Collected since 1997-98, GR collects counts of students who are part of a specific first-time, full-time student cohort. Data users can calculate the transfer-out rates of first-time, full-time students by race/ethnicity and gender for each institution that reports transfer-out data. NCES requires the reporting of transfer-out data if the mission of the institution includes providing substantial preparation for students to enroll in another eligible institution without having completed a program. If it is not part of the institution’s mission, an institution has the option to report transfer-out data.

  • Outcome Measures (OM): Transfer-in and transfer-out data

Collected since 2015-16, OM collects information on entering students who are first-time students as well as non-first-time students (i.e., transfer-in students). Institutions report on the completions of transfer-in students at three points in time: at 4, 6, and 8 years. Also, any entering student who does not earn an award (i.e., certificate, associate’s degree, or bachelor’s degree), leaves the institution, and subsequently enrolls in another institution is reported as a transfer-out student. Click to learn more about OM. All institutions reporting to OM must report their transfer-out students regardless of mission.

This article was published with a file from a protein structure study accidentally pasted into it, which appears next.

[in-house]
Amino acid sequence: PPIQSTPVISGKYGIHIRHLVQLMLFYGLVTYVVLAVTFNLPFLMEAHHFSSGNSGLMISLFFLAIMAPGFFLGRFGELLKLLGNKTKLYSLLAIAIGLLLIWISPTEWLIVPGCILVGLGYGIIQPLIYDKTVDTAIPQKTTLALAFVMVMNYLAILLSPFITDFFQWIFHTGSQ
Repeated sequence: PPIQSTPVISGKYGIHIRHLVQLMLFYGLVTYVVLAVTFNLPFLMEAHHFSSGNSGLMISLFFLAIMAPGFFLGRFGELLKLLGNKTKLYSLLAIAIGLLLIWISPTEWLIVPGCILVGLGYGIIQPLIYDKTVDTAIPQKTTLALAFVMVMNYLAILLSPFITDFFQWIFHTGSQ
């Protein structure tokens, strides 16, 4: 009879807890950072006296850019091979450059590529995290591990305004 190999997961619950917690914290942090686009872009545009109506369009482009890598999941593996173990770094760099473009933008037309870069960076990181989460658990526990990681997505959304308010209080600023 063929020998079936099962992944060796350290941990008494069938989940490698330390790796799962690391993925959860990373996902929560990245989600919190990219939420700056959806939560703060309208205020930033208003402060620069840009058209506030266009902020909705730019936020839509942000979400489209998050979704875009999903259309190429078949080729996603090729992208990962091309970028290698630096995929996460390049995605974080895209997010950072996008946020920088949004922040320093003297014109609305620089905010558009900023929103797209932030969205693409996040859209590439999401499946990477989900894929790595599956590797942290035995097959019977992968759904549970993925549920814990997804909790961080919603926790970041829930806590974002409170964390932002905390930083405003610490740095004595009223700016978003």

NCES has been collecting IPEDS for several decades, which allows for trend analysis. Check out the IPEDS Trend Generator’s quick analysis of transfer-in students' fall enrollment. Also, the National Postsecondary Education Cooperative commissioned a 2018 paper that provides a high-level examination of the most common issues regarding U.S. postsecondary transfer students and presents suggestions on how NCES could enhance its student transfer data collection. For example, one caveat to using IPEDS transfer data is that information on where students transfer from or to is not collected. This means IPEDS data cannot be used to describe the various pathways of transfer students, such as reverse, swirling, and lateral transferring.[1]. While these nuances are important in today’s transfer research, they are out of the scope of the IPEDS collection. However, IPEDS data do provide a valuable national look at transfers and at the institutions that serve them.